Felix Gonzalez-Torres, ‘"Untitled" (Golden)’, 1995, Guggenheim Museum

Dimensions vary with installation

"Storylines: Contemporary Art at the Guggenheim"

Venue: Guggenheim Museum, New York (2015)

Solomon R. Guggenheim Museum, New York, through prior gift of
Solomon R. Guggenheim; The Art Institute of Chicago, through prior gift of Adeline Yates; San Francisco Museum of Modern Art, through prior gifts of J. D. Zellerbach, Gardner Dailey, and an anonymous donor; partial gift of Andrea Rosen in honor of Felix Gonzalez Torres 2008.22

About Felix Gonzalez-Torres

Drawing from the traditions of Minimalism and Conceptual Art, Felix Gonzalez-Torres created installations and sculptures that function as personal and political meditations on private and public life. Often referred to as process art, Gonzalez-Torres’s work focused on ideas of formation and decay: he combined household and found objects that have the potential to change over time, while also working with more enduring materials such as puzzles, light strings, and photographs. Public interactivity was an integral part of some of his most iconic pieces, including Untitled (Placebo) (1991), an arrangement of individually wrapped candies with an ideal weight of 100-120 pounds that spectators are able to take from. Gonzalez-Torres emphasized the thematic universality of his pieces; whereas he was deeply affected by the AIDS epidemic while working, the artworks themselves have ongoing political relevance. He was heavily influenced by Conceptual artists such as Joseph Kosuth and Lawrence Weiner.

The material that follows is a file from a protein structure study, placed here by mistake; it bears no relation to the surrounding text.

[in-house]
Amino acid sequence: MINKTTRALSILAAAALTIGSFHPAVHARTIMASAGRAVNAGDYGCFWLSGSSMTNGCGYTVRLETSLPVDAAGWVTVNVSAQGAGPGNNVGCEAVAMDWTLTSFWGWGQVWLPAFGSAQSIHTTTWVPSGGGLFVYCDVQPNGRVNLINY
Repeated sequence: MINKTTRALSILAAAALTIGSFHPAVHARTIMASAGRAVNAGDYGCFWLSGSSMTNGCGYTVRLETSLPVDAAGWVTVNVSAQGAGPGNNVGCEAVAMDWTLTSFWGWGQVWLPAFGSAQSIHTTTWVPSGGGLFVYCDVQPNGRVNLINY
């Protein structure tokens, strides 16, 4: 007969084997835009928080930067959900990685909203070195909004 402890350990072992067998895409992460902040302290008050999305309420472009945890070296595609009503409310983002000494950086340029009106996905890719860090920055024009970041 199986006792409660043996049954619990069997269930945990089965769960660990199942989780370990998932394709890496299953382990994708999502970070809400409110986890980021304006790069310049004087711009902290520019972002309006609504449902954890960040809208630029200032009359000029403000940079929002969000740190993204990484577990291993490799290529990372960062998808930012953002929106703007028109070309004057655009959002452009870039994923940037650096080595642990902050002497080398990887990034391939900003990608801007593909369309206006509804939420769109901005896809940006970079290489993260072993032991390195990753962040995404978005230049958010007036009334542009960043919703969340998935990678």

American, 1958-1996, Guáimaro, Cuba, based in New York, NY, United States